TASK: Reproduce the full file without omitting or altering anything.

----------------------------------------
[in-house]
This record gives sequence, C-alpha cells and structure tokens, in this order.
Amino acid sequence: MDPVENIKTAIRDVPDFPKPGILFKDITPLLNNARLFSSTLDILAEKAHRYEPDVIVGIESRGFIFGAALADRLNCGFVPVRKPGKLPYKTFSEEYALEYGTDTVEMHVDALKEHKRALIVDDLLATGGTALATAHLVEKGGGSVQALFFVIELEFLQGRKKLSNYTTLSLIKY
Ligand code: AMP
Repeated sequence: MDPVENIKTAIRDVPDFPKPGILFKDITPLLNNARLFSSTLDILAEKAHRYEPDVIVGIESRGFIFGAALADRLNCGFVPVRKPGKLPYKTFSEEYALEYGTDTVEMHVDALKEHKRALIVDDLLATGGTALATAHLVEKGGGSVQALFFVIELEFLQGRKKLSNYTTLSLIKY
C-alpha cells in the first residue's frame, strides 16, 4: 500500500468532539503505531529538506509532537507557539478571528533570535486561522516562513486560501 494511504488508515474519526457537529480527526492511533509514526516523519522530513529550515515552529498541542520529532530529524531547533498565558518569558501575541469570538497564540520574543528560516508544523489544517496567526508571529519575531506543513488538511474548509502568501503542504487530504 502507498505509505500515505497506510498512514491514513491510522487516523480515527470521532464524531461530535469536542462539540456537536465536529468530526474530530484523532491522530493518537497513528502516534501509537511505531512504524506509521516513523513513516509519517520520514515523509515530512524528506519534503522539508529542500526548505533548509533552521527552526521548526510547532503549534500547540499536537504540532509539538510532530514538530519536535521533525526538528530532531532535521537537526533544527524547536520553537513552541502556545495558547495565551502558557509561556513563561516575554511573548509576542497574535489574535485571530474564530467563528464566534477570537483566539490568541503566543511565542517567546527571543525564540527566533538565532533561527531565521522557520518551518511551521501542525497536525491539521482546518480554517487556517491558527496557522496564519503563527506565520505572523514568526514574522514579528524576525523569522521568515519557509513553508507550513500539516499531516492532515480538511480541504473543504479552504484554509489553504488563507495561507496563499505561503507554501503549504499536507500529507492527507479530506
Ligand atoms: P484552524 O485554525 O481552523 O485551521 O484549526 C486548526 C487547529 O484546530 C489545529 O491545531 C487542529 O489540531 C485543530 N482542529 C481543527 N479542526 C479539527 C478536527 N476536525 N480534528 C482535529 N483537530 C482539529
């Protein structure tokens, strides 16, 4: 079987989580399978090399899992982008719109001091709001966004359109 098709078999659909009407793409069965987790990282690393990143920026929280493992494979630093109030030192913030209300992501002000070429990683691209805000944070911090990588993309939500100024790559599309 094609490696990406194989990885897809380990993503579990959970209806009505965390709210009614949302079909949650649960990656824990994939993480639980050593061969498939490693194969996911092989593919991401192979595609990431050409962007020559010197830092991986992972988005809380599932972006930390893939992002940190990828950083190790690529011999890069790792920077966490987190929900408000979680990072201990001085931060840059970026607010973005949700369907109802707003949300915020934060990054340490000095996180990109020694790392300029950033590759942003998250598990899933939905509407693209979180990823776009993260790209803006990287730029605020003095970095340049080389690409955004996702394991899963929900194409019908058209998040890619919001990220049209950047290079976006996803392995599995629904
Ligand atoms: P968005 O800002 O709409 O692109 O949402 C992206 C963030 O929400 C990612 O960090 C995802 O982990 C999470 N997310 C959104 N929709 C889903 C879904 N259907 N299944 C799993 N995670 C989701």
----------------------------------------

[in-house]
This record gives sequence, C-alpha cells and structure tokens, in this order.
Amino acid sequence: MDPVENIKTAIRDVPDFPKPGILFKDITPLLNNARLFSSTLDILAEKAHRYEPDVIVGIESRGFIFGAALADRLNCGFVPVRKPGKLPYKTFSEEYALEYGTDTVEMHVDALKEHKRALIVDDLLATGGTALATAHLVEKGGGSVQALFFVIELEFLQGRKKLSNYTTLSLIKY
Ligand code: AMP
Repeated sequence: MDPVENIKTAIRDVPDFPKPGILFKDITPLLNNARLFSSTLDILAEKAHRYEPDVIVGIESRGFIFGAALADRLNCGFVPVRKPGKLPYKTFSEEYALEYGTDTVEMHVDALKEHKRALIVDDLLATGGTALATAHLVEKGGGSVQALFFVIELEFLQGRKKLSNYTTLSLIKY
C-alpha cells in the first residue's frame, strides 16, 4: 500500500468532539503505531529538506509532537507557539478571528533570535486561522516562513486560501 494511504488508515474519526457537529480527526492511533509514526516523519522530513529550515515552529498541542520529532530529524531547533498565558518569558501575541469570538497564540520574543528560516508544523489544517496567526508571529519575531506543513488538511474548509502568501503542504487530504 502507498505509505500515505497506510498512514491514513491510522487516523480515527470521532464524531461530535469536542462539540456537536465536529468530526474530530484523532491522530493518537497513528502516534501509537511505531512504524506509521516513523513513516509519517520520514515523509515530512524528506519534503522539508529542500526548505533548509533552521527552526521548526510547532503549534500547540499536537504540532509539538510532530514538530519536535521533525526538528530532531532535521537537526533544527524547536520553537513552541502556545495558547495565551502558557509561556513563561516575554511573548509576542497574535489574535485571530474564530467563528464566534477570537483566539490568541503566543511565542517567546527571543525564540527566533538565532533561527531565521522557520518551518511551521501542525497536525491539521482546518480554517487556517491558527496557522496564519503563527506565520505572523514568526514574522514579528524576525523569522521568515519557509513553508507550513500539516499531516492532515480538511480541504473543504479552504484554509489553504488563507495561507496563499505561503507554501503549504499536507500529507492527507479530506
Ligand atoms: P484552524 O485554525 O481552523 O485551521 O484549526 C486548526 C487547529 O484546530 C489545529 O491545531 C487542529 O489540531 C485543530 N482542529 C481543527 N479542526 C479539527 C478536527 N476536525 N480534528 C482535529 N483537530 C482539529
């Protein structure tokens, strides 16, 4: 079987989580399978090399899992982008719109001091709001966004359109 098709078999659909009407793409069965987790990282690393990143920026929280493992494979630093109030030192913030209300992501002000070429990683691209805000944070911090990588993309939500100024790559599309 094609490696990406194989990885897809380990993503579990959970209806009505965390709210009614949302079909949650649960990656824990994939993480639980050593061969498939490693194969996911092989593919991401192979595609990431050409962007020559010197830092991986992972988005809380599932972006930390893939992002940190990828950083190790690529011999890069790792920077966490987190929900408000979680990072201990001085931060840059970026607010973005949700369907109802707003949300915020934060990054340490000095996180990109020694790392300029950033590759942003998250598990899933939905509407693209979180990823776009993260790209803006990287730029605020003095970095340049080389690409955004996702394991899963929900194409019908058209998040890619919001990220049209950047290079976006996803392995599995629904
Ligand atoms: P968005 O800002 O709409 O692109 O949402 C992206 C963030 O929400 C990612 O960090 C995802 O982990 C999470 N997310 C959104 N929709 C889903 C879904 N259907 N299944 C799993 N995670 C989701």